Young children are often curious about the patch but not unkind. They may crane their necks to get a better look at her colorfully-printed patches, or stand a few feet from her face staring in open-mouthed inquisitiveness, but it has never, thankfully, turned cruel. When asked about the patch, sometimes parents at the playground will say: “Oh, that’s her superhero patch! She has super strength!” or “She’s a cool pirate!” or “What a fun accessory!” I understand the desire to transform the device into something playful, but we remain dedicated to the bare-bones, unfussy truth: “The patch helps make her eye stronger.” We came to this phrase after fumbling through countless interactions that ultimately led us to productive parenting conversations that would spool late into the night. In this way, her occlusion therapy invited us to make a conscious commitment to speaking the simple truth to our children in this case and countless others.
Mini’s condition has made me feel deeply for parents who care for children with more severe or permanent ailments or disabilities. I have experienced a tiny fraction of what they face. How exhausting for them to constantly contend with unwelcome comments and stares, especially on the heels of the added responsibilities of caring for a child with special needs. I have made it my business to interact with those parents with particular care — opening doors or helping a wheel out of a divot when the situation warrants it with a wordless friendliness that is designed to avoid the shape of pity, but mainly going out of my way to afford them privacy and normalcy. The patch has also, I believe, helped us cultivate in our children empathy for those who are unwell or differently abled. When we see people with corrective or assistive devices, whether helmets or orthopedic braces, the patch provides an easy reference point: “You know how you wear the patch to help strengthen your eye?…”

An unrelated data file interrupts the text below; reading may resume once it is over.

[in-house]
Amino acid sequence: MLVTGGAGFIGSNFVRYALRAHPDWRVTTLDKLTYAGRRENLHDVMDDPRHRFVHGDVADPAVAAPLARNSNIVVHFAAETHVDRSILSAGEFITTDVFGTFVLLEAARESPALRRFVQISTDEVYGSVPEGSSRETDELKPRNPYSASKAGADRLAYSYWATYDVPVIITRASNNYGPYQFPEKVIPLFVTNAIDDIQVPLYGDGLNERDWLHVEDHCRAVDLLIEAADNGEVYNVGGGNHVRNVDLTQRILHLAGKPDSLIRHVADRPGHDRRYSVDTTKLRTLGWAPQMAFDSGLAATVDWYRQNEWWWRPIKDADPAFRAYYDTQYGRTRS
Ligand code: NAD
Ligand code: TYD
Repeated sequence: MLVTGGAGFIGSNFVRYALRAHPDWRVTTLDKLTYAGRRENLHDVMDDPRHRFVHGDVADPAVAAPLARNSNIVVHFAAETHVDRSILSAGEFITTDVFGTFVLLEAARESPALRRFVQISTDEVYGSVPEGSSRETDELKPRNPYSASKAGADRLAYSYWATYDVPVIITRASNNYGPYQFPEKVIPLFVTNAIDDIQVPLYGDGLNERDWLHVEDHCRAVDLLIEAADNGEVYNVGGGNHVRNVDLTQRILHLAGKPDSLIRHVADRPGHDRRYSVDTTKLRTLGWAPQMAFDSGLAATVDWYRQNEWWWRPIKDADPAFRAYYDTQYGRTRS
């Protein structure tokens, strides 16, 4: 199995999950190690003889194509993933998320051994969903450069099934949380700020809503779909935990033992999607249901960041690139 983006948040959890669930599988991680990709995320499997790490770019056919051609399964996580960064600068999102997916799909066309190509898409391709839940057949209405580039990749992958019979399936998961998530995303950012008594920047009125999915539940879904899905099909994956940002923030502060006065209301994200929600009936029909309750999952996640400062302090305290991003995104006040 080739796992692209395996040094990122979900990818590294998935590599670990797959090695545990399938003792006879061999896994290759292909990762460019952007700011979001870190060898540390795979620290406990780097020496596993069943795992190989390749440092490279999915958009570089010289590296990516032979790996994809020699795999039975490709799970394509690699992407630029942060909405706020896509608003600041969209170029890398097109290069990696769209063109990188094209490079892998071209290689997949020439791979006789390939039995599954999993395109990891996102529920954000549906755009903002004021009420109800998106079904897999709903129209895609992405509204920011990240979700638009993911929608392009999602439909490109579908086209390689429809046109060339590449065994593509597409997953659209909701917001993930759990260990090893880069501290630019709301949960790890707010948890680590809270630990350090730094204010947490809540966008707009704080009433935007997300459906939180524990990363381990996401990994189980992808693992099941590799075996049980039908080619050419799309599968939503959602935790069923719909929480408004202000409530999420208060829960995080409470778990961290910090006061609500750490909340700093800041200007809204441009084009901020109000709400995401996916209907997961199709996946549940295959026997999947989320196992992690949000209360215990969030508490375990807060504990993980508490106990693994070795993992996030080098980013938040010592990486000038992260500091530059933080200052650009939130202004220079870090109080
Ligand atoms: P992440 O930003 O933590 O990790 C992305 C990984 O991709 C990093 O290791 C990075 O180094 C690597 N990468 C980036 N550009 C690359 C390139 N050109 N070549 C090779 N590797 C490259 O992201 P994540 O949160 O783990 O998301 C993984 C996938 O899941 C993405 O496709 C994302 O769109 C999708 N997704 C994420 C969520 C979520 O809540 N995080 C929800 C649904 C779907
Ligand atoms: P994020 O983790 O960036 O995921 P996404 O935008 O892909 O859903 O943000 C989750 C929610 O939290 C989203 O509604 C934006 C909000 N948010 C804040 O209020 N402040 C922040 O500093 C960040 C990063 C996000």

Mainly though —
I am humbled not so much by the disorder, or by the many learnings and awarenesses it has borne, but by the quiet and uncomplaining grace of my beautiful daughter as she has toddled, walked, then run and skipped and hop-scotched, through life wearing an eye patch. Wearing one out of solidarity for only a fraction of a morning was dizzying, frustrating, and disorienting, and I could not wait to tear it off. My daughter, by contrast, submits frictionlessly to her treatment every single morning, even when the patch makes it difficult to judge depth perception at the playground or leaves her off-balance when focusing on toys with small parts for too long. I have not written about her condition for the last two and a half years out of respect for her privacy. But yesterday, I was watching her sprint down the sidewalk in front of her school with her friends, a radiant and wide-open smile on her face, her arms stretched out like wings as she kept pace with peers who do not have to go through their days with one eye covered, and I thought — well damn it, this girl deserves to be praised. I will shout it from the mountaintops!
Awhile ago, a reader shared a personal mantra: “I can do hard things.” Ever since, I have issued this affirmation to my daughter in moments of hesitation or fear: “You can do hard things,” I whisper. And while it can’t hurt to reiterate, the truth is, she needn’t be told. If anything, watching her move through the first years of her life with forbearance that far outstrips my own has been her way of telling me: “Mama, we can do hard things.”
+Oh man, motherhood is an elegant and lopsided dance: “…These unremarkable details are the fabric of my motherhood. Nothing dramatic or over-the-top about them–they are, simply, the silent devotions of a mother to her child, the self-same ones practiced by women in rural India and northern Ireland and the southernmost tip of Argentina. But just beyond these quiet minutaie lies a hot, fierce love, which occasionally bubbles up into elbows-out protectiveness, or sentimental sobs, or an outburst of kisses that leaves mini writhing out of my reach.”